This is a view of Morrell’s Wall from the parking area shortly after sunrise. (We arrived too late for me to get a sunrise photo.) Gardener’s Wall is also visible at the far right.


We hiked the Tom’s Thumb Trail to the first climber’s access trail. This is a view looking up the mountain from that trail. The largish slab about a quarter of the way from the right edge and a quarter of the way down from the top of the photo is the Half and Half Wall. The rock formation above it and somewhat to the right is (I think) the Lost Wall. The rock formation just slightly left of center is Lost in the Air. Bob and I visited the top of the Half and Half Wall where we saw a number of rappel anchors at the top. We then followed a trail over to Lost in the Air. I don’t think Lost in the Air gets many visitors. This portion of the trail did have occasional cairns (which were often just a single rock placed on another boulder) and ribbons. One of the challenges was to spot these markers. The other challenge was to move in that direction. There was one spot in particular that I found exciting. The move wasn’t especially difficult, but there was just enough exposure to make it mentally challenging. 20150918-_DSC4423-Edit-medium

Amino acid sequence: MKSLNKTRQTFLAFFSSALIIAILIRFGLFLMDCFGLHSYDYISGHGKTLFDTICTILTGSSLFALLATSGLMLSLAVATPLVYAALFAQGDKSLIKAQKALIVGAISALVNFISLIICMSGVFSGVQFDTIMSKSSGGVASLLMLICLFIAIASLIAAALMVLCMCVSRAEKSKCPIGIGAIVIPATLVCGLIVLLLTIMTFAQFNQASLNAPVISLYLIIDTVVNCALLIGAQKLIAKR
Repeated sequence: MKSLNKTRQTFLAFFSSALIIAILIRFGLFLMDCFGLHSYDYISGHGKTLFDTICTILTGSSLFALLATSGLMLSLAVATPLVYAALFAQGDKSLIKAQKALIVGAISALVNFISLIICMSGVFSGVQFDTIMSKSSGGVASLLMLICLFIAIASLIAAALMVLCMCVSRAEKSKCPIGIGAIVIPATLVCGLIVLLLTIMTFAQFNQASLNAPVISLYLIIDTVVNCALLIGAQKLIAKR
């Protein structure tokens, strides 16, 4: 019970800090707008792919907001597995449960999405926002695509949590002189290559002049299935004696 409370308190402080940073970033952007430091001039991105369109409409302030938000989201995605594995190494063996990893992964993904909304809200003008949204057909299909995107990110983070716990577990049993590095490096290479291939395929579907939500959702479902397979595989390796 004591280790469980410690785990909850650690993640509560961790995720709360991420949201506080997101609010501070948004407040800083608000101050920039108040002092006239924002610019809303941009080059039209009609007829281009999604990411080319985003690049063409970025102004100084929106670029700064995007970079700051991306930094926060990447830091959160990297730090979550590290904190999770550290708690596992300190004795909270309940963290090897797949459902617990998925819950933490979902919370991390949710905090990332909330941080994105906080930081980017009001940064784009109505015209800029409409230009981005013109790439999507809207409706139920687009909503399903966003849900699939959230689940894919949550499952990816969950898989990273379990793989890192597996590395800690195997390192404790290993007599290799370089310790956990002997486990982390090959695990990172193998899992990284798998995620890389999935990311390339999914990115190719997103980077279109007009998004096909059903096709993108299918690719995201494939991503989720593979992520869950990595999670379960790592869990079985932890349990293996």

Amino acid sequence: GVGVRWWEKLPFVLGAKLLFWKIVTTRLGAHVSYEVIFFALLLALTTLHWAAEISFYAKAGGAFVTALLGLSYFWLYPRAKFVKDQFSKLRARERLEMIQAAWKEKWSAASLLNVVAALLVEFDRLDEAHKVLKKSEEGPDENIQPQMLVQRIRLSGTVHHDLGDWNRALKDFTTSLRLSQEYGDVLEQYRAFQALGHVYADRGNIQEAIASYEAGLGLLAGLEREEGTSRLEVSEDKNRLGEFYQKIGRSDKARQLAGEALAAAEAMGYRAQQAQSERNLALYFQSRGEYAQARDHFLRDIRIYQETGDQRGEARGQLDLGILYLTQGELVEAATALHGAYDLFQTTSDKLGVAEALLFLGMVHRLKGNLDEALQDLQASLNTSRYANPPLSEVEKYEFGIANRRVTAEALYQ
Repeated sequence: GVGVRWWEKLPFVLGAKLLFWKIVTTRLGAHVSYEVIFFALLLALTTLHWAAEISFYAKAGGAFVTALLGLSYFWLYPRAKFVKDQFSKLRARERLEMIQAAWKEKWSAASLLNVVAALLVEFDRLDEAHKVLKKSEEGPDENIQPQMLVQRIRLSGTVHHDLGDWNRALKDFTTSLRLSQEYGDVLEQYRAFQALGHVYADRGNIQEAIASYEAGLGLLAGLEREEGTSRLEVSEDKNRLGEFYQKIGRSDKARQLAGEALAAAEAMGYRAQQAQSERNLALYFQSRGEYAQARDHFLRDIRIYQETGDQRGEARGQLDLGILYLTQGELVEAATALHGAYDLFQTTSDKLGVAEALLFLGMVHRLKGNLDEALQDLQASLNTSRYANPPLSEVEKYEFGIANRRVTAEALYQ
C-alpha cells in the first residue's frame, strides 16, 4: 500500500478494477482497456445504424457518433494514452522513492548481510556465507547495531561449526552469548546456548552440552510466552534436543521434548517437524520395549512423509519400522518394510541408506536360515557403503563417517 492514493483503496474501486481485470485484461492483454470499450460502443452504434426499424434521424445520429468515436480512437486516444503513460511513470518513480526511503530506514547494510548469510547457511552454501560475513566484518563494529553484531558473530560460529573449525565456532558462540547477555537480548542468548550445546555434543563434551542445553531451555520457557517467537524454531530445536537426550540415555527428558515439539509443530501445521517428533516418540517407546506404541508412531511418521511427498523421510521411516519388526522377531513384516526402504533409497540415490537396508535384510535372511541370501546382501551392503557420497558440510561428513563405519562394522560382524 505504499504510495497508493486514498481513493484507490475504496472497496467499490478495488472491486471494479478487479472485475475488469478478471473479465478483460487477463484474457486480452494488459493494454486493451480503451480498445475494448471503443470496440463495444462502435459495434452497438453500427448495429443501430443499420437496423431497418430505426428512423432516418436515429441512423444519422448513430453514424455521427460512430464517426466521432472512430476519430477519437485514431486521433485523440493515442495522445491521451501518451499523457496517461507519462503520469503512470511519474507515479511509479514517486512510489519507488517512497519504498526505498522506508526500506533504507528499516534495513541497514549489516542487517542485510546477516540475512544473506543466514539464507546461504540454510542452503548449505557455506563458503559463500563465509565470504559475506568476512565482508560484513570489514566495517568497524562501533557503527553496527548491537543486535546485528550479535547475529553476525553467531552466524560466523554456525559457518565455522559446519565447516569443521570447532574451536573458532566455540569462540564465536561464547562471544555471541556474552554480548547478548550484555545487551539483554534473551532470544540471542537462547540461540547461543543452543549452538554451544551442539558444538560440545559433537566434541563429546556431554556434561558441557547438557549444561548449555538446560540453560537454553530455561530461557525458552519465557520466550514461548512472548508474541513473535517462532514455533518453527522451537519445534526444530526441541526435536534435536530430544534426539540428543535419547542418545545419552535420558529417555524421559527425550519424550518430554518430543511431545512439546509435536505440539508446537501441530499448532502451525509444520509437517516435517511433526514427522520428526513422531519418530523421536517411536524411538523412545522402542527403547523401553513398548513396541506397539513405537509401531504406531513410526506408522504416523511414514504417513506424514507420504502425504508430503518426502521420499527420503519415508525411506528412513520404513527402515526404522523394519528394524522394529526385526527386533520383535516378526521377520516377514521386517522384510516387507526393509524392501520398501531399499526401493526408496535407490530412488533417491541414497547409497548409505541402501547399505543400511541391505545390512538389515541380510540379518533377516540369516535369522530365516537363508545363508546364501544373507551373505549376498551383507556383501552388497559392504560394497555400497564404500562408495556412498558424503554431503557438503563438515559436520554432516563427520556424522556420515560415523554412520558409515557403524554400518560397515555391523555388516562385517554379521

This is a view from the Half and Half Wall.20150918-_DSC4444-Pano-Edit-medium

This is part of the Lost in the Air formation. I think I stitched together six shots to make this one photo.


This is the view to the north from Lost in the Air. The top of Half and Half Wall is just right of center and up about a quarter of the way from the bottom of the photo. It’s not especially steep at the top. We had to walk down twenty to thirty feet to get to the rappell anchors.


We found a way to hike up past Lost in the Air.

Tom’s Thumb and the Rist were visible when we got to the ridge. (Glass Dome and the top of Gardener’s Wall are visible in this photo. Weaver’s Needle and Four Peaks can be seen far in the distance.)

Tom’s Thumb:


We came upon this saguaro and boulders as we made our way around Tom’s Thumb.